In this primarily lecture course, we will explore the history of African American art, focusing on the historic evolution reflected in the work of trained fine artists and artists who are assigned “outsider” status. Our goal is to gain an understanding of diasporic artistic practices, paying particular attention to the inextricability of Black Atlantic history, memory, race, place and postcolonial issues in the formation of African-American visual culture. Required readings (four chapters from the textbook) and optional articles juxtapose arguments by historians, anthropologists, theorists and art historians in an attempt to grasp the diversity of approaches surrounding arts of the African diaspora. Review details of the course and readings at olliasheville.com/courses. Required text: African-American Art (Oxford History of Art) by Sharon F. Patton, ISBN-13: 978-0192842138.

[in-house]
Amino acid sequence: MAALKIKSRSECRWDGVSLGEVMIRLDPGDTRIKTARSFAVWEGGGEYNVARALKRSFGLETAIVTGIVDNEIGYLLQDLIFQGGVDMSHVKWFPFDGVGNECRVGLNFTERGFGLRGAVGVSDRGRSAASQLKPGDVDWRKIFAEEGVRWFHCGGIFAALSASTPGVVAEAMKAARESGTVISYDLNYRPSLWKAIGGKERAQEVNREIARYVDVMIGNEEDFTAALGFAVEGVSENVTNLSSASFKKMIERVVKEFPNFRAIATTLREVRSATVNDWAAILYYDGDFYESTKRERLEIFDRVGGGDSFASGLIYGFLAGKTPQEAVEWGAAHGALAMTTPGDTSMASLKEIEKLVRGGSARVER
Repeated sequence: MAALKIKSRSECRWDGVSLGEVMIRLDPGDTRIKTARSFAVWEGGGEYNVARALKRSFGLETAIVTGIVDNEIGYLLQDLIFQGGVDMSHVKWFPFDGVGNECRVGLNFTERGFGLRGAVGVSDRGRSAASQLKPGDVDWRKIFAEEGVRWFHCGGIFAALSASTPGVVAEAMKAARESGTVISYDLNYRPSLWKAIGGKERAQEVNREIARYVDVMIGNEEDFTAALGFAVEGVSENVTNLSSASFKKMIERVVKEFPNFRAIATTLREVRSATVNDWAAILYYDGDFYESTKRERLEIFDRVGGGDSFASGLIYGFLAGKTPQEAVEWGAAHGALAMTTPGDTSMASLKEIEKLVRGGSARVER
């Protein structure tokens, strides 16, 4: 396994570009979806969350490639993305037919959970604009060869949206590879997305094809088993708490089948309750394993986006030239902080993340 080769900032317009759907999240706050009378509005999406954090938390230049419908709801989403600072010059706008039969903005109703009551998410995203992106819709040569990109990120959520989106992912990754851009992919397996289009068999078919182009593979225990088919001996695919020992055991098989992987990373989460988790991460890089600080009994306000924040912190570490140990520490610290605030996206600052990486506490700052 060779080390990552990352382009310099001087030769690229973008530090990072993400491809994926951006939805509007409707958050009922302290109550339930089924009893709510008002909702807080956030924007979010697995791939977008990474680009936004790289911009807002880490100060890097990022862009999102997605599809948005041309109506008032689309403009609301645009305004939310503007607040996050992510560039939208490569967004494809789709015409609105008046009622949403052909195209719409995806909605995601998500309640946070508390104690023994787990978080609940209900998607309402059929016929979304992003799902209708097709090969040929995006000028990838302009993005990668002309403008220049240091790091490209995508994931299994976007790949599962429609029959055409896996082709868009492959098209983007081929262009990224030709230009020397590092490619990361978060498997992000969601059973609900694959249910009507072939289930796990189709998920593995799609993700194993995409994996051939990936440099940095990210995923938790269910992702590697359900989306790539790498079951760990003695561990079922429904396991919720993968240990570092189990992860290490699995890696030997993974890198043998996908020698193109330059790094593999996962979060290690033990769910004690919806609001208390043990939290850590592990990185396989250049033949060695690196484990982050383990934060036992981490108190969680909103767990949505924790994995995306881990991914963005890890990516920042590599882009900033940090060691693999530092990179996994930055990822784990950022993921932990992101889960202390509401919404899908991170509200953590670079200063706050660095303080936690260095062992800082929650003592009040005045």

Eva Bares (firstname.lastname@example.org) is a lecturer at UNC Asheville’s Department of Art and Art History. She has a doctorate in art history and criticism from State University of New York (SUNY), Stony Brook, and a Master of Arts in German literature and journalism and Master of Arts in communication studies. Eva’s research focuses on contemporary art from Africa and the Middle East, and she teaches a broader range of classes that include ancient Egyptian art and architecture, West African art, Islamic art and a survey on the arts of the Americas, Africa and Oceania.